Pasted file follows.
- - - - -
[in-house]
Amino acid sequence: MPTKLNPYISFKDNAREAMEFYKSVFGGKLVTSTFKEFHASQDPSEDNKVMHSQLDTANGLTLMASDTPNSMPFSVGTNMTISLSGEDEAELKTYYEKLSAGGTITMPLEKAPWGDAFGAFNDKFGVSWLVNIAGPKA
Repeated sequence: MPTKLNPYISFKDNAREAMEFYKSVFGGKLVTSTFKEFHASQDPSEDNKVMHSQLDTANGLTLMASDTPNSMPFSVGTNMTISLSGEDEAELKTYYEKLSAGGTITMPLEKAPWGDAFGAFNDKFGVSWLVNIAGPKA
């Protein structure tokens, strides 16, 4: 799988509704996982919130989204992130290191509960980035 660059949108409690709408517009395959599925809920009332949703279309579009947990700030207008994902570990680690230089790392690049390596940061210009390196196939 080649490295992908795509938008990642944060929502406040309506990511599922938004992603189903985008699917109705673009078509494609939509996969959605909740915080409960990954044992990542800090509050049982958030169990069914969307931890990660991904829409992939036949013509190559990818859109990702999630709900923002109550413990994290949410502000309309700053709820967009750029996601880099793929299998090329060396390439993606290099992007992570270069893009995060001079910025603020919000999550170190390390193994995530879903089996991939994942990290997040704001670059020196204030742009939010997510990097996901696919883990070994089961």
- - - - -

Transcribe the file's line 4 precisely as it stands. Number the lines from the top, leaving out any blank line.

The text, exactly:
């Protein structure tokens, strides 16, 4: 799988509704996982919130989204992130290191509960980035 660059949108409690709408517009395959599925809920009332949703279309579009947990700030207008994902570990680690230089790392690049390596940061210009390196196939 080649490295992908795509938008990642944060929502406040309506990511599922938004992603189903985008699917109705673009078509494609939509996969959605909740915080409960990954044992990542800090509050049982958030169990069914969307931890990660991904829409992939036949013509190559990818859109990702999630709900923002109550413990994290949410502000309309700053709820967009750029996601880099793929299998090329060396390439993606290099992007992570270069893009995060001079910025603020919000999550170190390390193994995530879903089996991939994942990290997040704001670059020196204030742009939010997510990097996901696919883990070994089961």